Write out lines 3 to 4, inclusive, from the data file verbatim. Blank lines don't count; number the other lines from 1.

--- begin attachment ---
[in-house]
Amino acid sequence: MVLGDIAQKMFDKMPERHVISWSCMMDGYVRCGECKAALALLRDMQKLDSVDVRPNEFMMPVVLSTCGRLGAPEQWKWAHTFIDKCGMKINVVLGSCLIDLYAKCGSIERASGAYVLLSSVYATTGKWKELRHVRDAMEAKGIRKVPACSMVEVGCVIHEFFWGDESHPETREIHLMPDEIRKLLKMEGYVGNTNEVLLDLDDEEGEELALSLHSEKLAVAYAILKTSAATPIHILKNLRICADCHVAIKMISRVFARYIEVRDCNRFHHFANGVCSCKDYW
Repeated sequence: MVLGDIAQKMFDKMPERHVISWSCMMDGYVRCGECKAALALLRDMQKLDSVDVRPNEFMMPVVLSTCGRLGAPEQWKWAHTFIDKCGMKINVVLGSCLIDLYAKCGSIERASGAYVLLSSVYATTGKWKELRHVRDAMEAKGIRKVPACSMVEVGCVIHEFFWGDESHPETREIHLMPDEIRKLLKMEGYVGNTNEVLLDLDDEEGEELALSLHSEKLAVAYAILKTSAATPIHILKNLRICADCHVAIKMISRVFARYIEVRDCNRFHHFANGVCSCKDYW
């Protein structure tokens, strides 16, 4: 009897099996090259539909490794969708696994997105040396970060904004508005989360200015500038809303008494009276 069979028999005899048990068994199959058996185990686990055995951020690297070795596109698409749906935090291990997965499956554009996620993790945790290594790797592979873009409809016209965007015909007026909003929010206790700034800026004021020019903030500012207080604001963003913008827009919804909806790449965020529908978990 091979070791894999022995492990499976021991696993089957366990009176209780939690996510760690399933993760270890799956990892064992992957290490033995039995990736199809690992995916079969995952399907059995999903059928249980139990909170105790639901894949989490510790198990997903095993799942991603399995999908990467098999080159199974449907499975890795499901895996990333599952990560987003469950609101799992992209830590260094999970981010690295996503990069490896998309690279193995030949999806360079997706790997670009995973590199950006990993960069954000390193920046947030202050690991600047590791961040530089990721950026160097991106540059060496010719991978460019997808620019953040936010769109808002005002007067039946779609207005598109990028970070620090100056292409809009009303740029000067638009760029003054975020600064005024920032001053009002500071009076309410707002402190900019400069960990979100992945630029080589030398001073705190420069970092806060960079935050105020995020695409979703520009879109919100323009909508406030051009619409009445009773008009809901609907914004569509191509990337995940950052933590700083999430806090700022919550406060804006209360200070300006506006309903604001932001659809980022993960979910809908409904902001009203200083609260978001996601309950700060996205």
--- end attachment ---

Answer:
Repeated sequence: MVLGDIAQKMFDKMPERHVISWSCMMDGYVRCGECKAALALLRDMQKLDSVDVRPNEFMMPVVLSTCGRLGAPEQWKWAHTFIDKCGMKINVVLGSCLIDLYAKCGSIERASGAYVLLSSVYATTGKWKELRHVRDAMEAKGIRKVPACSMVEVGCVIHEFFWGDESHPETREIHLMPDEIRKLLKMEGYVGNTNEVLLDLDDEEGEELALSLHSEKLAVAYAILKTSAATPIHILKNLRICADCHVAIKMISRVFARYIEVRDCNRFHHFANGVCSCKDYW
């Protein structure tokens, strides 16, 4: 009897099996090259539909490794969708696994997105040396970060904004508005989360200015500038809303008494009276 069979028999005899048990068994199959058996185990686990055995951020690297070795596109698409749906935090291990997965499956554009996620993790945790290594790797592979873009409809016209965007015909007026909003929010206790700034800026004021020019903030500012207080604001963003913008827009919804909806790449965020529908978990 091979070791894999022995492990499976021991696993089957366990009176209780939690996510760690399933993760270890799956990892064992992957290490033995039995990736199809690992995916079969995952399907059995999903059928249980139990909170105790639901894949989490510790198990997903095993799942991603399995999908990467098999080159199974449907499975890795499901895996990333599952990560987003469950609101799992992209830590260094999970981010690295996503990069490896998309690279193995030949999806360079997706790997670009995973590199950006990993960069954000390193920046947030202050690991600047590791961040530089990721950026160097991106540059060496010719991978460019997808620019953040936010769109808002005002007067039946779609207005598109990028970070620090100056292409809009009303740029000067638009760029003054975020600064005024920032001053009002500071009076309410707002402190900019400069960990979100992945630029080589030398001073705190420069970092806060960079935050105020995020695409979703520009879109919100323009909508406030051009619409009445009773008009809901609907914004569509191509990337995940950052933590700083999430806090700022919550406060804006209360200070300006506006309903604001932001659809980022993960979910809908409904902001009203200083609260978001996601309950700060996205």